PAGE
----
Judge Tunis wrapped up a two defendant-two jury first degree murder case last week. Two defendants, at least four lawyers, two twelve member juries. By any account, these cases are difficult and require a firm guiding hand. Judge Tunis has previously been the recipient of criticism on these pages. Therefore, we feel it is only appropriate to give a Rumpolian “well done” for her job in managing the trial.
Broward defense attorney Chris Roberts has been very loud recently, with his double barrel allegations about Judicial corruption North of the Border. First Roberts was giving the scoop to Channel 7’s Carmel Cafiero about an unpaid loan of $2,500.00 to Judge Zack. When the dust had barely settled from that mess, there was Roberts talking about Judge Seidlin putting the arm on him for a thousand dollar purse for his missus. From A(nna) Nicole Smith’s Judge to Z(ack) Roberts accusations made an already trying time for the Broward Judiciary seem like Watergate Broward style.
Now comes the Sun Sentinel Article that reveals that, surprise surprise, Mr. Roberts goes to Tallahassee. It seems that after 23 years as a defense attorney in Broward (talk about doing hard time) Mr. Roberts has decided that his presence at 201 SE 6th Street is no longer desired.
It has been hard to sit by and not speculate about what hidden agenda Mr. Roberts has by all of the sudden coming forward to announced that he is “shocked! Shocked!” to learn that there is corruption in the Broward County Court house. Roberts could have asked Zack for the loan back. Roberts could have immediately said no to Seidlin and reminded him of the several rules of ethics that would prohibit him from giving expensive gifts to a sitting Judge who was appointing him to cases. It is not that we do not wish to see Seidlin and Zack investigated, and punished if necessary, it is just that Mr. Roberts bears some responsibility for the corruption he has been benefiting from for these last 23 years.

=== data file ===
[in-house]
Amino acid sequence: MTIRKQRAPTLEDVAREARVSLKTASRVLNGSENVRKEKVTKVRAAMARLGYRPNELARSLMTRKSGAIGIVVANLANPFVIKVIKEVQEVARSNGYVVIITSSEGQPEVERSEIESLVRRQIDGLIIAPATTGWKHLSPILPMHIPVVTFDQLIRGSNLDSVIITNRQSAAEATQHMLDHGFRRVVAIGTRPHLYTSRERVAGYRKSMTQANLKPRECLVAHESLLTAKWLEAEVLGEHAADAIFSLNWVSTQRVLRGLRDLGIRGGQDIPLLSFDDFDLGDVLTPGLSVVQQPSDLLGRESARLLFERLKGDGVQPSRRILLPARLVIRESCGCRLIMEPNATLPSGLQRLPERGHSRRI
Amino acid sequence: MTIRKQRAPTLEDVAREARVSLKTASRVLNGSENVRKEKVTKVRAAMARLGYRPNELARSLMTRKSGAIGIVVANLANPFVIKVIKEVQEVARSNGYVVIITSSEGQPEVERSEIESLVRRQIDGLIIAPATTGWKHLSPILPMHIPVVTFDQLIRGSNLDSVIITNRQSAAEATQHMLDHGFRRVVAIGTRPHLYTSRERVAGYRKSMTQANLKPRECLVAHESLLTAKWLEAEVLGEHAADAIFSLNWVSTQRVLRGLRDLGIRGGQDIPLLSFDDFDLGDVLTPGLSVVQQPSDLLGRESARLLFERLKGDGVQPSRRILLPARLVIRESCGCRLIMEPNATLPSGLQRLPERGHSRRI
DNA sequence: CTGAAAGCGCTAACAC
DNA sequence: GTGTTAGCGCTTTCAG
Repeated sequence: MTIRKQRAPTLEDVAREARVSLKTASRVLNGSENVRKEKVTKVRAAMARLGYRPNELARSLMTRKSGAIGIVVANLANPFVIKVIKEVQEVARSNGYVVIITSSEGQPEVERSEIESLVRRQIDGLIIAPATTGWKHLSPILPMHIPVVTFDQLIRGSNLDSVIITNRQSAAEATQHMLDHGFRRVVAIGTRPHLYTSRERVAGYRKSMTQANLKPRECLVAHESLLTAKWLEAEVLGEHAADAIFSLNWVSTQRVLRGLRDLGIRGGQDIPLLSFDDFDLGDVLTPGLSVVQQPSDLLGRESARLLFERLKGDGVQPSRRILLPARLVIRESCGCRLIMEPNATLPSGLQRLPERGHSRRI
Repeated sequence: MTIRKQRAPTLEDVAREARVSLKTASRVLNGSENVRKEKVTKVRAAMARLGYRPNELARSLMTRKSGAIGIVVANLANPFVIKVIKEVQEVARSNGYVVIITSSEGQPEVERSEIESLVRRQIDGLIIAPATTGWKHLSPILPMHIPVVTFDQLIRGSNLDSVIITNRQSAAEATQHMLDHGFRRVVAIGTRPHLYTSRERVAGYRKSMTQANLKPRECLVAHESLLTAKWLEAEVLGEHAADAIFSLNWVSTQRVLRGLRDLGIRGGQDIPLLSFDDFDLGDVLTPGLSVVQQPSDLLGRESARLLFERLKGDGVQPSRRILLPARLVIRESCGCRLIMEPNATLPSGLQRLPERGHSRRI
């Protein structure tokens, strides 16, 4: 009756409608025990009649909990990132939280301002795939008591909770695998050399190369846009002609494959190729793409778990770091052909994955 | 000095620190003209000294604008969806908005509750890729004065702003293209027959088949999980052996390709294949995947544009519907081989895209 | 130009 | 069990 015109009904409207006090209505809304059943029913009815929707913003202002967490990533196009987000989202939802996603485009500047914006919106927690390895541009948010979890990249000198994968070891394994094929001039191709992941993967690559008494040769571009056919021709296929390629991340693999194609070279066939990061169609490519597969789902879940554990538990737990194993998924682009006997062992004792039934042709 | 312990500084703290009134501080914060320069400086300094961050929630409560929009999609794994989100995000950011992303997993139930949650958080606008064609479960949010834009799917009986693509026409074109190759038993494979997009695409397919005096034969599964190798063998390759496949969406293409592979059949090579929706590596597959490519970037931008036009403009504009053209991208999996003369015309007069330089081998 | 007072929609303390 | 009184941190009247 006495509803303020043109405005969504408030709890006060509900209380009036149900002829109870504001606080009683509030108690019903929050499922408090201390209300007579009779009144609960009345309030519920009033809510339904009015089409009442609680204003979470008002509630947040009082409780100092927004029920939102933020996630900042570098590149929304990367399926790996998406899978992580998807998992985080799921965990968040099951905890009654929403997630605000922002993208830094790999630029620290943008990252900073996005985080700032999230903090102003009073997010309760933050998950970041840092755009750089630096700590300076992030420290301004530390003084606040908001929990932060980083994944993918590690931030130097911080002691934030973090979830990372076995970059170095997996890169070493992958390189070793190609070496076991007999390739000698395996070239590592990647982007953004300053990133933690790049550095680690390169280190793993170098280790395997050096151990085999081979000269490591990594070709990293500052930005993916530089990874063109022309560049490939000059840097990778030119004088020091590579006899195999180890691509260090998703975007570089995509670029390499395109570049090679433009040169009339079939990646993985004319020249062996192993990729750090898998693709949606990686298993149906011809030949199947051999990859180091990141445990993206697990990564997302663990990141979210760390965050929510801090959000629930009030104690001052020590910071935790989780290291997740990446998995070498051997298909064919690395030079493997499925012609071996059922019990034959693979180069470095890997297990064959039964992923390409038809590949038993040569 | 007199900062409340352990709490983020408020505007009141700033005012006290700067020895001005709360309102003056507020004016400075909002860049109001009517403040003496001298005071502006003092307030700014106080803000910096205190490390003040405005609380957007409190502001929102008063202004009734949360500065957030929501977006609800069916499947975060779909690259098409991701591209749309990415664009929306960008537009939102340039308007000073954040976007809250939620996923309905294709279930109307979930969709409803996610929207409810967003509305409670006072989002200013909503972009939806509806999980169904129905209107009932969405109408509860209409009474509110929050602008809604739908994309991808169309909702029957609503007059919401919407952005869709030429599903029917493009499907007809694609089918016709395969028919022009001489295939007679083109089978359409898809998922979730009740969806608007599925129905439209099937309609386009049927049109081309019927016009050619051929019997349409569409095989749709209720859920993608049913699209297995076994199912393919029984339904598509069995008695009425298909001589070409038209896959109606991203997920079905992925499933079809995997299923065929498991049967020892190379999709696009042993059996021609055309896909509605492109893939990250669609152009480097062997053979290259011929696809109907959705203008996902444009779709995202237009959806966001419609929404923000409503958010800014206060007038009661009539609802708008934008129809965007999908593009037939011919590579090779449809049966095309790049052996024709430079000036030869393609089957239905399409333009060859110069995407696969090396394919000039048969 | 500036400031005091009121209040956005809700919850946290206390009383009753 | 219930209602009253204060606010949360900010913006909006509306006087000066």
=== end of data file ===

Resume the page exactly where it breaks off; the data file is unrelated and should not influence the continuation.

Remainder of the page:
Word also reaches us that after zillions of lawyers and Judges, Judge Lenny Glick is wrapping up voire dire for a man charged with first degree murder who has sat more than seven years waiting for trial.
Nobody is served when a case takes this long to bring to trial. We remember a time when the Florida Supreme Court monitored the age of cases on a Circuit Judge’s calendar. If that is still not going on, perhaps it is time for our chief administrative Judges (when their not busy ignoring our emails and canning Judge Klein) to institute some system of monitoring the age of cases and requiring the parties to report on just what is taking so long. A first degree murder trial takes time to prepare. A year is not unreasonable and neither is two years if the attorney has another big case brewing. But seven years creates an impression of a justice system out of control and it panders to the worst stereotypes the media has about the efficiency of our system.
It's a long hot summer, and but for the fireworks up North, it would be a boring one too.
See You In Court.